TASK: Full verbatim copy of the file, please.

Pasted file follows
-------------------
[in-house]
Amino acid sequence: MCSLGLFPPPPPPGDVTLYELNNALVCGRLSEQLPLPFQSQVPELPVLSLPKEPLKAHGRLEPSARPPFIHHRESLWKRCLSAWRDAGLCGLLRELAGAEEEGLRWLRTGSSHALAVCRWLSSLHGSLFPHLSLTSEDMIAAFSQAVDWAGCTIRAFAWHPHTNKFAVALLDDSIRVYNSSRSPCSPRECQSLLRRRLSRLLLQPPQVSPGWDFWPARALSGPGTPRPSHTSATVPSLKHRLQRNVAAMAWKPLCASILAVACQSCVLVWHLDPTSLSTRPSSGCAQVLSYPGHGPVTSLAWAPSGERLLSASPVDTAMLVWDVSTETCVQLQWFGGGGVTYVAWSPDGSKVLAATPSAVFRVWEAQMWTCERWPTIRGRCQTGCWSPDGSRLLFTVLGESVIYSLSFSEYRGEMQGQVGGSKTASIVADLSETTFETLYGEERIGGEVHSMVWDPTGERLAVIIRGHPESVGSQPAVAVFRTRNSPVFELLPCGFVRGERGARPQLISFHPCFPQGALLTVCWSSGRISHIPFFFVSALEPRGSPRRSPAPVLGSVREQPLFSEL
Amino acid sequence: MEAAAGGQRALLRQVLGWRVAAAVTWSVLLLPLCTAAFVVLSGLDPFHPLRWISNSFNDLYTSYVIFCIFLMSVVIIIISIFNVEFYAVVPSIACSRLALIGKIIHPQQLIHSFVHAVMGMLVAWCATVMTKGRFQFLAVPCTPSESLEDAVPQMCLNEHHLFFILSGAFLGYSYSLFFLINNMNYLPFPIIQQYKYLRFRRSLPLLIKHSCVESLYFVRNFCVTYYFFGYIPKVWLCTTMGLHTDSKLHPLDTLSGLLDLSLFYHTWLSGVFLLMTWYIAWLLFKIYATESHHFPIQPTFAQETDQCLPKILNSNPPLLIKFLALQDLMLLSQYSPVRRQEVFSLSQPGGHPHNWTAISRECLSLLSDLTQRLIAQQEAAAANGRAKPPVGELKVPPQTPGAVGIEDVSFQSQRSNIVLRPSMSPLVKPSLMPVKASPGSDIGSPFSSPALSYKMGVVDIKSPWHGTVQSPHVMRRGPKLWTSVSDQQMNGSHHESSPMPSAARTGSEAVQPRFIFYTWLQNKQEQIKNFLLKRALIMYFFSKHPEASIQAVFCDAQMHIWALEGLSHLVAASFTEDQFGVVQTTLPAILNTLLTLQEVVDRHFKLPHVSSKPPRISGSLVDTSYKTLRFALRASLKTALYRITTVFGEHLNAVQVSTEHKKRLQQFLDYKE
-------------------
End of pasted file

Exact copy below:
[in-house]
Amino acid sequence: MCSLGLFPPPPPPGDVTLYELNNALVCGRLSEQLPLPFQSQVPELPVLSLPKEPLKAHGRLEPSARPPFIHHRESLWKRCLSAWRDAGLCGLLRELAGAEEEGLRWLRTGSSHALAVCRWLSSLHGSLFPHLSLTSEDMIAAFSQAVDWAGCTIRAFAWHPHTNKFAVALLDDSIRVYNSSRSPCSPRECQSLLRRRLSRLLLQPPQVSPGWDFWPARALSGPGTPRPSHTSATVPSLKHRLQRNVAAMAWKPLCASILAVACQSCVLVWHLDPTSLSTRPSSGCAQVLSYPGHGPVTSLAWAPSGERLLSASPVDTAMLVWDVSTETCVQLQWFGGGGVTYVAWSPDGSKVLAATPSAVFRVWEAQMWTCERWPTIRGRCQTGCWSPDGSRLLFTVLGESVIYSLSFSEYRGEMQGQVGGSKTASIVADLSETTFETLYGEERIGGEVHSMVWDPTGERLAVIIRGHPESVGSQPAVAVFRTRNSPVFELLPCGFVRGERGARPQLISFHPCFPQGALLTVCWSSGRISHIPFFFVSALEPRGSPRRSPAPVLGSVREQPLFSEL
Amino acid sequence: MEAAAGGQRALLRQVLGWRVAAAVTWSVLLLPLCTAAFVVLSGLDPFHPLRWISNSFNDLYTSYVIFCIFLMSVVIIIISIFNVEFYAVVPSIACSRLALIGKIIHPQQLIHSFVHAVMGMLVAWCATVMTKGRFQFLAVPCTPSESLEDAVPQMCLNEHHLFFILSGAFLGYSYSLFFLINNMNYLPFPIIQQYKYLRFRRSLPLLIKHSCVESLYFVRNFCVTYYFFGYIPKVWLCTTMGLHTDSKLHPLDTLSGLLDLSLFYHTWLSGVFLLMTWYIAWLLFKIYATESHHFPIQPTFAQETDQCLPKILNSNPPLLIKFLALQDLMLLSQYSPVRRQEVFSLSQPGGHPHNWTAISRECLSLLSDLTQRLIAQQEAAAANGRAKPPVGELKVPPQTPGAVGIEDVSFQSQRSNIVLRPSMSPLVKPSLMPVKASPGSDIGSPFSSPALSYKMGVVDIKSPWHGTVQSPHVMRRGPKLWTSVSDQQMNGSHHESSPMPSAARTGSEAVQPRFIFYTWLQNKQEQIKNFLLKRALIMYFFSKHPEASIQAVFCDAQMHIWALEGLSHLVAASFTEDQFGVVQTTLPAILNTLLTLQEVVDRHFKLPHVSSKPPRISGSLVDTSYKTLRFALRASLKTALYRITTVFGEHLNAVQVSTEHKKRLQQFLDYKE